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There is a timeliness to the Vakhtangov Theatre’s forthcoming visit to London.
The much-lauded company, founded in 1920 as an offshoot of Stanislavsky’s Moscow Art Theatre, is strengthening cultural bridges.
The Vakhtangov first visited the capital with ‘Uncle Vanya’ at the Noël Coward Theatre in 2012 that the Independent praised for its “blackly comic abandon”, and then with a version of Pushkin’s ‘Eugene Onegin’ at the Barbican in 2015, which the Guardian pronounced “dazzling”.
This time, the company’s Lithuanian artistic director Rimas Tuminas is bringing a new play to the Barbican. ‘Smile Upon Us, Lord’ is a moving and evocative adaptation from the novels of Tuminas’s countryman Grigory Kanovich, about the journey of three elderly Jewish men to Vilnius before the First World War.
“It is not just a Jewish story, it is universal,” says Oksana Nemchuk, the producer behind the company’s international tours. “This production is about many things: about children, life, about humanity. Everyone will find something for themselves. We are all on a journey and it’s important to have a feeling for other people.” Again, with prejudice in general, and anti-Semitismin particular, resurgent worldwide, this feels timely.
The show’s three main characters are spurred to leave their shtetl for different reasons. The stone-cutter, Efraim, hears that his son has been arrested after shooting the governor in the capital. The water-carrier, Schmuel, has dreamed that his son has returned in glory from America, laden with gold pocket watches to hand out to friends and family. And Avner, who lost his family and his store in a fire and has become a beggar, just wants to go along for the ride. The trio are played by Sergey Makovetskiy, Evgeny Knyazev and Viktor Sukhorukov, leading actors in the Vakhtangov’s permanent, 100-strong ensemble, and familiar to Russophile London audiences from their roles in Vanya and Onegin.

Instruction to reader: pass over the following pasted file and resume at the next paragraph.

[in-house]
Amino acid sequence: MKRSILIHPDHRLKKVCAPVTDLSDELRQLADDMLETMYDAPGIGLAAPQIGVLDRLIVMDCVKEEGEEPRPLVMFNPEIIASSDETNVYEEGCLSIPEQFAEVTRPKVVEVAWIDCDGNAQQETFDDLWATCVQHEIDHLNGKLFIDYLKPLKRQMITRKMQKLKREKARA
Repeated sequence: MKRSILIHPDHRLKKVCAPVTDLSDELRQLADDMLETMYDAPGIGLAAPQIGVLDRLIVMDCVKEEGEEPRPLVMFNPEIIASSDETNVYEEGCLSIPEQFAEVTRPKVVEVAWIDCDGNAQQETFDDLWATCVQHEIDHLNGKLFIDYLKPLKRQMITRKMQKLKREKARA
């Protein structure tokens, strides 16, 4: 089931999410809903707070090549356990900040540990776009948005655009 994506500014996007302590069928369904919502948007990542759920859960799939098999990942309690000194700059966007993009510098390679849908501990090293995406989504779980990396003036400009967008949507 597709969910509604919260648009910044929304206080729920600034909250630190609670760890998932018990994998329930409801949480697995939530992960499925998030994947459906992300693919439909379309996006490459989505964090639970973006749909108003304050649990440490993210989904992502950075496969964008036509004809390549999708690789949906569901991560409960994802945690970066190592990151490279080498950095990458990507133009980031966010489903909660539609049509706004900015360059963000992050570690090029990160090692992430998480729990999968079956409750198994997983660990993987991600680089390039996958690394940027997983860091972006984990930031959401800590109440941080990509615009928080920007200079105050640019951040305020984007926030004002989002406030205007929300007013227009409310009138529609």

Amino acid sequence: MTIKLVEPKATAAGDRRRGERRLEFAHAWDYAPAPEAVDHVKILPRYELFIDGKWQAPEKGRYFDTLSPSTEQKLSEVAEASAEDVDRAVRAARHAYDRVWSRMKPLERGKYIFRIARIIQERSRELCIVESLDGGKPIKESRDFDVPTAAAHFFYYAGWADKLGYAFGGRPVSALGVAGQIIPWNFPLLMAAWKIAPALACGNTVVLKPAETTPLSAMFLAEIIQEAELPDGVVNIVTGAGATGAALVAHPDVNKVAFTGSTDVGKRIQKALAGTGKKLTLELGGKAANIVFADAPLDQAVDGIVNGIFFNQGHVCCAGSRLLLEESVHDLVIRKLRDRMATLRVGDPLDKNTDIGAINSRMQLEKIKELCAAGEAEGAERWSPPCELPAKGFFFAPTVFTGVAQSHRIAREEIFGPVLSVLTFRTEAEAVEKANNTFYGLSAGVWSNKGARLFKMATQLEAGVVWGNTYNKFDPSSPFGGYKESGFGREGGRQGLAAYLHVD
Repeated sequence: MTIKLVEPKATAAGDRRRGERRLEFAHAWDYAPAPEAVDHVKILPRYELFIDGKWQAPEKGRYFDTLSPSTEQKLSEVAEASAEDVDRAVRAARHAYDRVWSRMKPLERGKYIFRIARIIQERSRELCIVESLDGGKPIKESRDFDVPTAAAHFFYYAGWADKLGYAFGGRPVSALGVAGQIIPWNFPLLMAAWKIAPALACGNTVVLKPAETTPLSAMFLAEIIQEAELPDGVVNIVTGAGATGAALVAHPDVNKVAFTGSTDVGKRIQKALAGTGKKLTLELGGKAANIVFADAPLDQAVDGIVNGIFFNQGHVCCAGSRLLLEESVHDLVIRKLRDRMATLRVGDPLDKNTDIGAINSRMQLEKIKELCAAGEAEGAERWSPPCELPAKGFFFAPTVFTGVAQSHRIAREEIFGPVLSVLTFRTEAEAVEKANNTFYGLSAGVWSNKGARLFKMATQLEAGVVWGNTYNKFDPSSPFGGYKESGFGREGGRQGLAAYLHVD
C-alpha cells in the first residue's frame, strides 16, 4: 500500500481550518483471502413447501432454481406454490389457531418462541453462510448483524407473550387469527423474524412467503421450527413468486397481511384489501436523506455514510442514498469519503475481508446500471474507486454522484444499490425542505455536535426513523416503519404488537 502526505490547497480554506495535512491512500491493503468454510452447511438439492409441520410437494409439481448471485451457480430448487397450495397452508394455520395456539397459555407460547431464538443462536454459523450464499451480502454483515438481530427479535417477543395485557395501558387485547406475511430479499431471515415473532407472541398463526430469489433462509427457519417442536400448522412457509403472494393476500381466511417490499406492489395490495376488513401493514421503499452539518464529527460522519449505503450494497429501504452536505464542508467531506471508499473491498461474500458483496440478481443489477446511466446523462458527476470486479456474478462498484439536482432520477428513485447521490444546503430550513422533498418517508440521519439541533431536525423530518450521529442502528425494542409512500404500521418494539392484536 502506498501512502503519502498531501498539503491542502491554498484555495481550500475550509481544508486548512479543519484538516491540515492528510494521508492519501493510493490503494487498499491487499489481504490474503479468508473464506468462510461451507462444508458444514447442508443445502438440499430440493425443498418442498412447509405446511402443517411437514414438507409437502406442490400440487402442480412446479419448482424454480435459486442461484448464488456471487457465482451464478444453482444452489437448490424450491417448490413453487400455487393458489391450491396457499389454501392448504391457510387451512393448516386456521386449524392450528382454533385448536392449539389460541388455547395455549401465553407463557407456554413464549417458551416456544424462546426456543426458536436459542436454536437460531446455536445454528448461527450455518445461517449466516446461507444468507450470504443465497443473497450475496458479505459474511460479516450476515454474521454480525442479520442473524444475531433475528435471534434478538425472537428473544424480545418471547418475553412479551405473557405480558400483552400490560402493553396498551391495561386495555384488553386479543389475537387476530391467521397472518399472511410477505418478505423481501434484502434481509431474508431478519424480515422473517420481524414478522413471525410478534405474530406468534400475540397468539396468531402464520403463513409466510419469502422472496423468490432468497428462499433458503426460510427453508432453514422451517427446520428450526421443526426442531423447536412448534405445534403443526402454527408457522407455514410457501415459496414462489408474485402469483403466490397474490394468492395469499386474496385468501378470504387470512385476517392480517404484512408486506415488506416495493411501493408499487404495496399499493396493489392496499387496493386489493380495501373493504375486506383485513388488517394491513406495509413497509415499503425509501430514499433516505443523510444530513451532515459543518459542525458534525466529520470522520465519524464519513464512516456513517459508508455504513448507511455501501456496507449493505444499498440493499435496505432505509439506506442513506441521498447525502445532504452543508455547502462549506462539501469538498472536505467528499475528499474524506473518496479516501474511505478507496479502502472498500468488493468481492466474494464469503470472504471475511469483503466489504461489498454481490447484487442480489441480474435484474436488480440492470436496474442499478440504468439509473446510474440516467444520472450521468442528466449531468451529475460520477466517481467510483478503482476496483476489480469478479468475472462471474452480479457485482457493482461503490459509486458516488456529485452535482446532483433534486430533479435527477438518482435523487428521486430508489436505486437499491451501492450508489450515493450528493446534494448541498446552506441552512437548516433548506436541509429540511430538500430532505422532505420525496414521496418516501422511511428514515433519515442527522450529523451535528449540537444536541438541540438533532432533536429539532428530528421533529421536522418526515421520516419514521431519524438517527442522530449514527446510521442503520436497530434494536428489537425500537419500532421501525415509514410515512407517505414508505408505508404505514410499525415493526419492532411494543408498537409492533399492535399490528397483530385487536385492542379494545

The mismatched trio’s journey involves many picaresque encounters and much musing on life, death and humanity. “A human is a beast not when he kills, but when he forgets that he has killed,” as Efraim says. The men pick up a mysterious trickster figure who supplies comic relief, and a black-clad man with a violin case who can stand on hot rocks in a bathhouse without burning himself. Is he a gangster, a demon or a symbol of Jewish (or human) resilience? A gypsy horse thief transmogrifies into a log, while Avner dreams of rebirth as a tree. They are menaced by soldiers, who also represent wolves, or fire, or perhaps all the destructive forces that will threaten Europe’s Jews in the years ahead.
The lack of concrete meaning adds to the slow spell the show casts. It has a rich, soulful texture rarely if ever seen on the London stage. The performances are quiet, unshowy, the supporting ensemble investing as much in playing goats or children as the leads do in the protagonists. The score is particularly stirring, especially when the men set forth at the start of each new scene, on a cart symbolically created out of shtetl furniture, a flung handful of corn stirring both the violin and Schmuel’s old mare into life. The ending, which I won’t spoil, is crushing.